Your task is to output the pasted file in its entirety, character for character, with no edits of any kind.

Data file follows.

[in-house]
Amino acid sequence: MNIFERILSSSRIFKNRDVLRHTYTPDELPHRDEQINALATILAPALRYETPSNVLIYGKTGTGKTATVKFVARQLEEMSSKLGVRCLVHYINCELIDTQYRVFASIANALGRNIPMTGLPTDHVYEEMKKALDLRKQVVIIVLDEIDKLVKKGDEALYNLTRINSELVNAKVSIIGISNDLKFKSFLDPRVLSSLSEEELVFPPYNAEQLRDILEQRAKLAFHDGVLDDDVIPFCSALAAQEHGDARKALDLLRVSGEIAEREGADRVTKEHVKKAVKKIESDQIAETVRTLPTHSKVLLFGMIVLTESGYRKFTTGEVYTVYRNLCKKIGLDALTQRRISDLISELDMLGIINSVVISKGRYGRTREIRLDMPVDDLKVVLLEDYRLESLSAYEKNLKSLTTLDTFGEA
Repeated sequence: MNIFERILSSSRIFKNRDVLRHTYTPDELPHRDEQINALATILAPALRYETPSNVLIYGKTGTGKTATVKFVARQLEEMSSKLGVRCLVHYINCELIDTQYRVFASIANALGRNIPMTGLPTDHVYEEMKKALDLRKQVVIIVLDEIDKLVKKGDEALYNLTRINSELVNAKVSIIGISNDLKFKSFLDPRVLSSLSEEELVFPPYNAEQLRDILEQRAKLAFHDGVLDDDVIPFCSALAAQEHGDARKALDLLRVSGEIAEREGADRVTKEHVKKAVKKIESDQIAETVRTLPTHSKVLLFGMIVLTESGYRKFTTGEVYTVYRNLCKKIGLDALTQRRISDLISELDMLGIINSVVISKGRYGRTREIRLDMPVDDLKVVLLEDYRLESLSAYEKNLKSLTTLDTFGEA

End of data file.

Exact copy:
[in-house]
Amino acid sequence: MNIFERILSSSRIFKNRDVLRHTYTPDELPHRDEQINALATILAPALRYETPSNVLIYGKTGTGKTATVKFVARQLEEMSSKLGVRCLVHYINCELIDTQYRVFASIANALGRNIPMTGLPTDHVYEEMKKALDLRKQVVIIVLDEIDKLVKKGDEALYNLTRINSELVNAKVSIIGISNDLKFKSFLDPRVLSSLSEEELVFPPYNAEQLRDILEQRAKLAFHDGVLDDDVIPFCSALAAQEHGDARKALDLLRVSGEIAEREGADRVTKEHVKKAVKKIESDQIAETVRTLPTHSKVLLFGMIVLTESGYRKFTTGEVYTVYRNLCKKIGLDALTQRRISDLISELDMLGIINSVVISKGRYGRTREIRLDMPVDDLKVVLLEDYRLESLSAYEKNLKSLTTLDTFGEA
Repeated sequence: MNIFERILSSSRIFKNRDVLRHTYTPDELPHRDEQINALATILAPALRYETPSNVLIYGKTGTGKTATVKFVARQLEEMSSKLGVRCLVHYINCELIDTQYRVFASIANALGRNIPMTGLPTDHVYEEMKKALDLRKQVVIIVLDEIDKLVKKGDEALYNLTRINSELVNAKVSIIGISNDLKFKSFLDPRVLSSLSEEELVFPPYNAEQLRDILEQRAKLAFHDGVLDDDVIPFCSALAAQEHGDARKALDLLRVSGEIAEREGADRVTKEHVKKAVKKIESDQIAETVRTLPTHSKVLLFGMIVLTESGYRKFTTGEVYTVYRNLCKKIGLDALTQRRISDLISELDMLGIINSVVISKGRYGRTREIRLDMPVDDLKVVLLEDYRLESLSAYEKNLKSLTTLDTFGEA